Marketing affects most of your business and is much more multifaceted than just wacking out a few posters. Marketing is basically the bones to your business strategy and includes your pricing, planning, market research, product distribution, advertising and promotion. Having a good think about what your marketing budget is and planning it out with your team is essential if you want to grow or stay competitive and relevant.
And when you think of marketing promotion, you have to think about the whole project from the creative brief to copywriting, photography and graphic design.
As a general rule of thumb, companies should spend around 5% of their earnings on marketing, but of course, that figure can go up and down depending on how you normally attract your customers and what you have planned.
The most logical way to tackle marketing is to think of it as pre-sales. So many people think it floats about on a creative cloud firing off seriously expensive brochures now and again. Marketing is not fluffy or superfluous, it is there to set up your sales and run in partnership with the sales and finance team.
From the moment your business is active and running and whether you know it or not, all of your team is carrying out marketing activities. The finance department’s projection and pricing structures? Marketing. The sales team and their plans to start hard selling in Europe? Marketing. The factory manager who’s streamlining his processes and upscaling his workforce? Marketing.
The real problem is that if you don’t know that this is marketing, then you haven’t got a strategy. And when you don’t have a strategy the business model can be filled with potholes and unnecessary complications. Don’t worry though, it’s fixable.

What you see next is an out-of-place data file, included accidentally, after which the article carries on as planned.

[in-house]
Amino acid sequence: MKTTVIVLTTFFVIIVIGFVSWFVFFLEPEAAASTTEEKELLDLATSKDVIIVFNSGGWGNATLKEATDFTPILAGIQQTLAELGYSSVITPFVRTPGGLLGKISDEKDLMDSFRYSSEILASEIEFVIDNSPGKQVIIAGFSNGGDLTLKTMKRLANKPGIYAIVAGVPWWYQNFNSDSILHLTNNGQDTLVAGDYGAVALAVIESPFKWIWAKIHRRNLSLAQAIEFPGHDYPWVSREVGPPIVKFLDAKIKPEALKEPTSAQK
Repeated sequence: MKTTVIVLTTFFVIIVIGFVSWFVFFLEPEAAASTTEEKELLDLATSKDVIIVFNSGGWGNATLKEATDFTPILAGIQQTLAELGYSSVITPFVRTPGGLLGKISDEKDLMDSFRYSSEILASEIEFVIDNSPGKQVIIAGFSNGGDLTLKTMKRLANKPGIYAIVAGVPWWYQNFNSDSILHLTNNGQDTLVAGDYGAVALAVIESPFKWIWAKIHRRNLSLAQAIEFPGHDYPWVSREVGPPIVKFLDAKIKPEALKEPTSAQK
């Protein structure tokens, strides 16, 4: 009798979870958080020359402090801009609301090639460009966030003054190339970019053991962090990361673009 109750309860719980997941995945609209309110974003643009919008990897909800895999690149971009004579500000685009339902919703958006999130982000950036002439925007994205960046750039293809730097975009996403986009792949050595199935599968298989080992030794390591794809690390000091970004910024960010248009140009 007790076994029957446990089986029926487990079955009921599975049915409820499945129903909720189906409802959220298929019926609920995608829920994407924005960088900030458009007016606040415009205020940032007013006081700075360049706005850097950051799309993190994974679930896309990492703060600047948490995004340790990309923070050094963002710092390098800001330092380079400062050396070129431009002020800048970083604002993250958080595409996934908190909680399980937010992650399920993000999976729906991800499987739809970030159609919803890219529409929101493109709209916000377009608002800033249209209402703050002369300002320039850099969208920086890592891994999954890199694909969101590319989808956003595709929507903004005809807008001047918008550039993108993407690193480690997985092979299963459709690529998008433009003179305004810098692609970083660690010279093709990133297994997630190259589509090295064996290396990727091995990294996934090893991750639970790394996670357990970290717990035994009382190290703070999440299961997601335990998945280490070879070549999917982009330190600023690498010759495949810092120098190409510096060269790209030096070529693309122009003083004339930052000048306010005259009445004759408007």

Here’s a step-by-step guide on how to find a marketing strategy, budget for it and stick to it –
Step 1. – What marketing categories you need for your business
So you’ve put in a marketing brainstorming meeting with your team, now what? Your first step is to add structure to the creative process. Avoid meetings where ideas are chucked on the board but nothing gets done after.
How? Well, there are several finite marketing categories that should factor into your budgeting decisions and should be part of your agenda – that’s because each category will help you forecast correctly for your business and understand what you need for each project.
The following are categories that should always be in a marketing strategy and part of the overall business plan:
product planning and development
production and pricing objectives
promotions and public relations
Each category will be more or less important per business depending on what you do and what your objectives are, but all of them should be considered when you budget. The categories can also be used as a step-by-step process for specific business projects, for example if you are planning on branching out into international markets or want to launch a new product.
Step 2. – Think about marketing subcategories
The next step is to think about each campaign or project you’re doing and what you specifically need. Often with the more creative elements of marketing you’ll need many different skills, from copywriting to design.